About two years ago, Jerry DeCroo was sitting in his office in the Collin County courthouse when he got a call from the front desk. A young probationer had arrived for a drug test, and DeCroo’s front desk colleagues, usually unfazed, were scared. The offender was 24, with a menacing look befitting his background as a gang member. A recent move from Los Angeles brought the offender into DeCroo’s domain. While DeCroo, a veteran probation supervisor, doesn’t often handle drug tests, he was happy to take care of this one.
After the test, DeCroo invited the man to his office. The offender glared at him from across the desk, and DeCroo matched his stare. After a beat, his eyes flitted away, avoiding DeCroo’s gaze.
“Do you ever get tired of this?” DeCroo asked.
The man stared back at him, puzzled by the question.
“Do you ever get tired of this lifestyle you’re living?” DeCroo repeated.
The young man continued to stare, but refused to break his silence. DeCroo continued.
“I’ve walked on this side of the road, and I’ve walked on that side of the road. I know that side of the road is hard, and I know it leads nowhere.”
DeCroo kept his eyes on the probationer in front of him, a man only a few years removed from boyhood. After a moment, the young man’s expression began to change.
Moments like this — face-to-face conversations with offenders — are DeCroo’s favorite part of a trying, often thankless profession. More importantly, he believes those interactions are a crucial part of his job. With the nation embroiled in a health crisis, moments like this have been rendered impossible.
In late March, the Community Justice Assistance Division of the Texas Department of Criminal Justice, the state agency that oversees all probation in Texas, gave the Collin County Supervision and Corrections Department permission to go digital. Most meetings between probation officers and their assigned offenders are now conducted over the phone or via video conference. Probation officers are working from home, and the courthouse, a vast plaza often bustling with meetings and trials, is a ghost town. A skeleton crew of DeCroo and few other colleagues take turns going into the office; otherwise, much of the Collin County probations apparatus is conducted remotely.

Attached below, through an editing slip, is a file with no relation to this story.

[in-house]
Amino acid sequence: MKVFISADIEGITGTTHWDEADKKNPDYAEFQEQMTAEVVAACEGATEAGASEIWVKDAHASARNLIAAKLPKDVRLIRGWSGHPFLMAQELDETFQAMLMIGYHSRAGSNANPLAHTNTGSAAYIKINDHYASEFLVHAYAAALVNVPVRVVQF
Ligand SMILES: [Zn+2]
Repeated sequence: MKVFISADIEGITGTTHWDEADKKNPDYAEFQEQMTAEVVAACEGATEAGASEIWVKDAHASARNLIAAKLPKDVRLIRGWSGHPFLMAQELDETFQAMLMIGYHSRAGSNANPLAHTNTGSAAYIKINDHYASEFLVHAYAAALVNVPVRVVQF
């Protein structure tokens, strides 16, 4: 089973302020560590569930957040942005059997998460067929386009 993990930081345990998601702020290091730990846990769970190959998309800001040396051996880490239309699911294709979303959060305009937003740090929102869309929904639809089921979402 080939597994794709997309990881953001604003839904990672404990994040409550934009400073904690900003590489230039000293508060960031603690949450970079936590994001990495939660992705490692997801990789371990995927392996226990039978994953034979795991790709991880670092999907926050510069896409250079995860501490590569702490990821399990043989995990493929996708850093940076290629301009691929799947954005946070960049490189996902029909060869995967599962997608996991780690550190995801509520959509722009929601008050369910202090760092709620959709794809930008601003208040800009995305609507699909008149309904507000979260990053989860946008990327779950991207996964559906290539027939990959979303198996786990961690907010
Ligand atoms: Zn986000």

There are a few exceptions. Urinalysis must go on, and that can’t happen remotely. And if offenders violate their probation, they must go to the imposing courthouse on the outskirts of McKinney to meet with probation staff, discuss the consequences of their violation, and provide a signature or thumbprint. But beyond that, staff are confined to their homes and probationers are, too.
“It’s crazy, I’m not gonna lie,” says Yoon Kim, the Director of the Supervision and Corrections Department. “Staff and probationers aren’t comfortable coming in, but we still have a job to do. It’s a balance. It’s a fine balance, but an important one, between safety and keeping folks accountable.”
Once public schools closed, Kim knew it was only a matter of time before his team’s operations changed dramatically. After County Judge Chris Hill issued a “shelter-in-place” order on March 24, the probation staff began prepping to go remote. But the situation is still in flux, with Kim and his team trying to maintain normal procedures amidst a global pandemic.
“I want to say we’re taking it day by day, but it’s hour by hour,” he says.
The Collin County department oversees over 10,000 probationers. An officer’s typical caseload can range from 60 to 225. A sex offender caseload, for example, will have up to 60 probationers, but what a low-risk caseload (typically non-violent offenders) can have up to 225.
Part of what Kim calls the “tremendous” challenge facing probation officers is the sheer number of moving parts.
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“This is a very collaborative process,” Kim says. “If someone is on probation with us, it is our job to communicate with the defendant, communicate with the court about what the appropriate criminal intervention is. Sometimes that’s treatment, so then we’re in constant communication with treatment supervisors.”